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New Amazon 4-Star Stores Charge Full List Price to Non-Prime Members on Some Items

Amazon 4-Star StoreAmazon has begun opening small brick and mortar retail stores called “Amazon 4-Star.” The stores only feature products that are rated four stars or higher and that are new and trending or bestsellers. One just opened last week in Natick, Massachusetts, to join the ones already in Manhattan, Denver, Seattle, and Berkeley. So MrConsumer paid a visit to the new store.

The company installed electronic shelf tags that allow it to change prices on goods multiple times a day just the way they do online. Worse, they are using an unusual type of dual pricing on some of those tags – one price for Prime customers who pay $119 a year, and another price for the rest of us.

Here’s a book they had at the store.

Amazon in-store book

The electronic price tag shows a Prime price of $20.99 and a “price” of $34.95. The store says that non-Prime customers would pay $34.95.

Looking up that book at Amazon.com provides a surprise.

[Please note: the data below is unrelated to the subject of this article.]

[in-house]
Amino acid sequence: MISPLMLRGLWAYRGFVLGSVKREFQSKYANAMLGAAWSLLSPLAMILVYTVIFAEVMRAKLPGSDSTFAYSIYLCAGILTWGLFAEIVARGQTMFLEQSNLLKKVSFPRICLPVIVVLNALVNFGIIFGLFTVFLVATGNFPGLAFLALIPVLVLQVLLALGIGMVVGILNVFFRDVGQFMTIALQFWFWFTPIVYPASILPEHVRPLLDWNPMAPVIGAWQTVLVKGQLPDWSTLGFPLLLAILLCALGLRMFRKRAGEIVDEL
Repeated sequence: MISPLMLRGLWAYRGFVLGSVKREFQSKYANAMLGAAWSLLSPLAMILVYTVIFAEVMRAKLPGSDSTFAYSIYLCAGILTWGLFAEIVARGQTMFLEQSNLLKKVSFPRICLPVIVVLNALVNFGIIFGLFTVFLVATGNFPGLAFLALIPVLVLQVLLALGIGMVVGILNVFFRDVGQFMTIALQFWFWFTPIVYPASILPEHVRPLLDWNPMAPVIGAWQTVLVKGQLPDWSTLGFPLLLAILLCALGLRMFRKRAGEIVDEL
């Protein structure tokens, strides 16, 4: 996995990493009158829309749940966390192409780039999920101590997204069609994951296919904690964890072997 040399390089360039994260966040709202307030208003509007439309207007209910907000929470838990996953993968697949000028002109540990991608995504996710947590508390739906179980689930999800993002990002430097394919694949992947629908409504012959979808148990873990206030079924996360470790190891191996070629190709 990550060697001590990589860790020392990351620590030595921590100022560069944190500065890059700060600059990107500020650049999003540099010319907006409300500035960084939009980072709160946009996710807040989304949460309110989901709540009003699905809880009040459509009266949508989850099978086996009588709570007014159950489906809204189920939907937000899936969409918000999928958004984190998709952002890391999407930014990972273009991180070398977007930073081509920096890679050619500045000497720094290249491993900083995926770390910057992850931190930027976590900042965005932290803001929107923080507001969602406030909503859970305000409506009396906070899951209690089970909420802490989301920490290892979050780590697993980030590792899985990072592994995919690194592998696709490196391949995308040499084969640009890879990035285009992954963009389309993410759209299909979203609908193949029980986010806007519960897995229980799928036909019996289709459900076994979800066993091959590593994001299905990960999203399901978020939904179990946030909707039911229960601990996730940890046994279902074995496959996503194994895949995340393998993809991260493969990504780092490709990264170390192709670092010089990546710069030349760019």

Amazon book on website

It shows that $20.99 was not a special Prime members only price, but a price that anyone could order it for. Worse, it says the list price of the book is $34.95 — exactly what the Amazon store was charging non-Prime customers. Since when does Amazon sell anything at full list price?

Here’s another example.

Amazon store instant pot

This Instant Pot is $79 for Prime customers only, and $99.95 for everyone else. But a quick look at the website reveals…


Amazon online Instant Pot

Everyone pays $79 online for the Instant Pot and it is not a Prime exclusive item or price. The $99.95 they are charging in their brick and mortar store is full list price.

A third example is here.

While many items in the store have this dual pricing system, most have a single price on them. That single in-store price appears to match the online price. The store will not price match Amazon.com’s web price for non-Prime customers.